Estonian government to create first visa for ‘digital nomads’
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The creation of the visa could allow holders to work and travel in Estonia for a year and gain access to the Schengen Zone of 26 European states, allowing them to work remotely while travelling.
Since gaining independence a century ago, Estonia has rapidly developed its tech sector and now counts itself as one of the most digitally advanced countries in the world. Estonians can access a wide and growing range of public services online, as well as ‘borderless banking’, and in 2005 the country became the first to allow its residents to vote online in national elections.
In 2014, it became the first country to offer “e-Residency”. Non-residents of Estonia are able to apply for a digital ID card which enables them to access the same public digital services as residents and to digitally sign legally binding documents online. In November 2017, the Estonian government announced that the number of e-Residency applications had grown so quickly that they had exceeded the country’s domestic birth-rate.
The e-Residency program is a major strand of Estonia’s movement towards the concept of “a country without borders”.
Continuing with this movement, the Estonian government has now announced that it will be creating the world’s first “Digital Nomad Visa”.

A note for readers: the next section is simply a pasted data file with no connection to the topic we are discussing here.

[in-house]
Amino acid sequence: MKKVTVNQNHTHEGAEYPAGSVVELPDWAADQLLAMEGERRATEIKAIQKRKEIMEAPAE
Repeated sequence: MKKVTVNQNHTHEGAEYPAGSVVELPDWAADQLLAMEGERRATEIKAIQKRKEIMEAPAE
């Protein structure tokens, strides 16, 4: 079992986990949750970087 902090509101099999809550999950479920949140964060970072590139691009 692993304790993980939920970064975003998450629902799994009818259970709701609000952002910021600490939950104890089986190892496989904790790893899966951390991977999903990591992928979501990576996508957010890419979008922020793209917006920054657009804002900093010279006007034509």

Estonia’s Ministry of the Interior will be working with Jobbatical – an Estonia-based international job matching company – on this programme. According to Jobbatical, 92 per cent of its customers are current or aspiring digital nomads, although a number of barriers prevent them from working and living this way. Visa complications appear to be the primary obstacle.
During the primary advisory period, the Estonian government will consult on their proposed definition of a digital nomad: a location independent worker who is able to do most of their work online thanks to technological advancements. Following this phase, the Ministry of the Interior will draft a bill to pass this into law.
A Digital Nomad Visa could allow holders to work and travel in Estonia for up to 12 months. It would also give them access to the Schengen Zone for up to 90 days, allowing them to travel across 25 other European states which have abolished passport controls at their mutual borders.
“Migration policy has to take into account the fact that in today’s globalised world, people are more mobile, often combining work and travel,” said Killu Vantsi, legal migration adviser to the Estonian government. “Estonia is at the forefront of e-solutions and our e-Residency programme has already become very popular among digital nomads, allowing them location-independent access to Estonian e-services.”
“It is therefore not surprising that the digital nomad community has suggested creating a special visa to facilitate the entry of digital nomads to Estonia.”
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